Indian Spices and Pantry Essentials
Indian Pantry Essentials
Indian cooking utilizes the spice drawer like no other style for distinctive flavors and aromas. The process begins with "blooming": Toast spices with a little fat in a skillet, releasing essential oils and magnifying flavor and aroma. While the method is simple, it delivers incredibly complex aromas and intense flavors that linger on the palate, turning humble and familiar veggies into exotic and unforgettable dishes.
Woodsy, earthy flavor. Often used in Indian cooking to balance the bright citrus notes of coriander or as a finishing spice in yogurt-based dishes like raita.
Distinct anise flavor. Used whole and ground but sparingly because of its intensity. Popular in northern Indian cuisine.
Root resin of the carrot-like plant asafetida (often sold powdered) is extremely pungent when raw. But heated in oil, it releases tantalizing allium aroma and flavor.
Lends distinctive yellow color to dishes. Added sparingly at the beginning of the cooking process to mellow its pungent, earthy astringency.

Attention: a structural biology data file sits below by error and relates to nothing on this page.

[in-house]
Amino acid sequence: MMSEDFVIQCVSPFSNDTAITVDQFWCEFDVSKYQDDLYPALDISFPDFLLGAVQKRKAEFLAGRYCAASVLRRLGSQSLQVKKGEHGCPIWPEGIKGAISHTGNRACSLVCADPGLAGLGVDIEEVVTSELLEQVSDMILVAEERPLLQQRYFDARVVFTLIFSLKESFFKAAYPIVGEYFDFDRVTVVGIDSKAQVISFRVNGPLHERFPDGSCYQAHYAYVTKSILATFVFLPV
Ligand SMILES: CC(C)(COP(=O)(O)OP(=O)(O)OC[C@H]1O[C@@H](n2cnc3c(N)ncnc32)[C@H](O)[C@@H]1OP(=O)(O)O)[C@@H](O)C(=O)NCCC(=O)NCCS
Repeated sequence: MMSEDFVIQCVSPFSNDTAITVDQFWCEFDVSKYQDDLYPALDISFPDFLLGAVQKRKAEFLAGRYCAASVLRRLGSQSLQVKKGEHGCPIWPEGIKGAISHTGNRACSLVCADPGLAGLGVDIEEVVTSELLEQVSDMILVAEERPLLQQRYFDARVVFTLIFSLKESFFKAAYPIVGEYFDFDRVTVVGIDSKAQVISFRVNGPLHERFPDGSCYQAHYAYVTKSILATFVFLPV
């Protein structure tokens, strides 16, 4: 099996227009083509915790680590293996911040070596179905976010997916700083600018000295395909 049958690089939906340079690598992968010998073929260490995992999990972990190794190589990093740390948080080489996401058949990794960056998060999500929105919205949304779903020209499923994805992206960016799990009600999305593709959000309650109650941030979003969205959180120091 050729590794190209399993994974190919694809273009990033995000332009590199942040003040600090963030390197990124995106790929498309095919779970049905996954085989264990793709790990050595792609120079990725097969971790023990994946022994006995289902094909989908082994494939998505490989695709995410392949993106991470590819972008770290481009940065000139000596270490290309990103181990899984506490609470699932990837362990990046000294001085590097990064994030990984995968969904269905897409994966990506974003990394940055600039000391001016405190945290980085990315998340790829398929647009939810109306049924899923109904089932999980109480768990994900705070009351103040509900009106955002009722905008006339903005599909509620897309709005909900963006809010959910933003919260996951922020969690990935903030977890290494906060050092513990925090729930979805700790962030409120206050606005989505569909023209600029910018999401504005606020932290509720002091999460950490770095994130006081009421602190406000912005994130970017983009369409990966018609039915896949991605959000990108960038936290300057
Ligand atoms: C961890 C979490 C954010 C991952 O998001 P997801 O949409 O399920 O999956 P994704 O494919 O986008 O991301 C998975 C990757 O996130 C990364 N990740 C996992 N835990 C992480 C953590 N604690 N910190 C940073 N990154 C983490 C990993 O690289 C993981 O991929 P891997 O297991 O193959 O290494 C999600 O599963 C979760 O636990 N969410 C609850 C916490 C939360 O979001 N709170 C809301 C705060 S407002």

Black Mustard Seed
Nutty and pungent. Used for both flavor and texture. More popular in southern Indian dishes.
Chiles de Arbol
Bloomed in hot oil to toast and develop smokiness. Used whole or crumbled to release their seeds and full heat. Roughly as spicy as cayenne pepper.
Very strong flavored and intense; a little goes a long way. Warm, sweet, numbingly evergreen.
Sold fresh or frozen. Prized in south Indian cooking, they release citrusy, woodsy, sweet, and slightly bitter taste.
Citrusy and bright, with faint licorice taste. Used whole in rice dishes and ground in sauces. Often paired with cumin for flavor balance.
Floral and perfumy, with notes of eucalyptus and citrus. Used whole or ground in Indian cuisine for both savory and sweet dishes.